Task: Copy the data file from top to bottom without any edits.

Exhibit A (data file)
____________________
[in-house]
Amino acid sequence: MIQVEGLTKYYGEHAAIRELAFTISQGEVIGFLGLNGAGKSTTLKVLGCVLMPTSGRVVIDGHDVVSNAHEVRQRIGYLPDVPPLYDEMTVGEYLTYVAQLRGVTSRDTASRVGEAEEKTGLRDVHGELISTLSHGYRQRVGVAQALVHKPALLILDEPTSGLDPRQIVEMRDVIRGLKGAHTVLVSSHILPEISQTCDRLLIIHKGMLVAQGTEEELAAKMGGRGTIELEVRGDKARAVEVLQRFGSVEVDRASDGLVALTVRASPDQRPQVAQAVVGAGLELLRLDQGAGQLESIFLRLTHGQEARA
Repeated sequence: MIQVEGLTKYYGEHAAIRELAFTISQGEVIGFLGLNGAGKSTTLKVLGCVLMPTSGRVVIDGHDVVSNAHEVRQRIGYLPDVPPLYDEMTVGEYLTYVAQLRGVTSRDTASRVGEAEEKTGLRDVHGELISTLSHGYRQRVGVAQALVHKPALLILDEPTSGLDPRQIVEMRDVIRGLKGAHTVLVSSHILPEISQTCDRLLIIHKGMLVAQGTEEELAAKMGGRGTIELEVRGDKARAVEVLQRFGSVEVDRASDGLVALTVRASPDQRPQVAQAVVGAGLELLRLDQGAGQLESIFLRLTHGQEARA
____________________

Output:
[in-house]
Amino acid sequence: MIQVEGLTKYYGEHAAIRELAFTISQGEVIGFLGLNGAGKSTTLKVLGCVLMPTSGRVVIDGHDVVSNAHEVRQRIGYLPDVPPLYDEMTVGEYLTYVAQLRGVTSRDTASRVGEAEEKTGLRDVHGELISTLSHGYRQRVGVAQALVHKPALLILDEPTSGLDPRQIVEMRDVIRGLKGAHTVLVSSHILPEISQTCDRLLIIHKGMLVAQGTEEELAAKMGGRGTIELEVRGDKARAVEVLQRFGSVEVDRASDGLVALTVRASPDQRPQVAQAVVGAGLELLRLDQGAGQLESIFLRLTHGQEARA
Repeated sequence: MIQVEGLTKYYGEHAAIRELAFTISQGEVIGFLGLNGAGKSTTLKVLGCVLMPTSGRVVIDGHDVVSNAHEVRQRIGYLPDVPPLYDEMTVGEYLTYVAQLRGVTSRDTASRVGEAEEKTGLRDVHGELISTLSHGYRQRVGVAQALVHKPALLILDEPTSGLDPRQIVEMRDVIRGLKGAHTVLVSSHILPEISQTCDRLLIIHKGMLVAQGTEEELAAKMGGRGTIELEVRGDKARAVEVLQRFGSVEVDRASDGLVALTVRASPDQRPQVAQAVVGAGLELLRLDQGAGQLESIFLRLTHGQEARA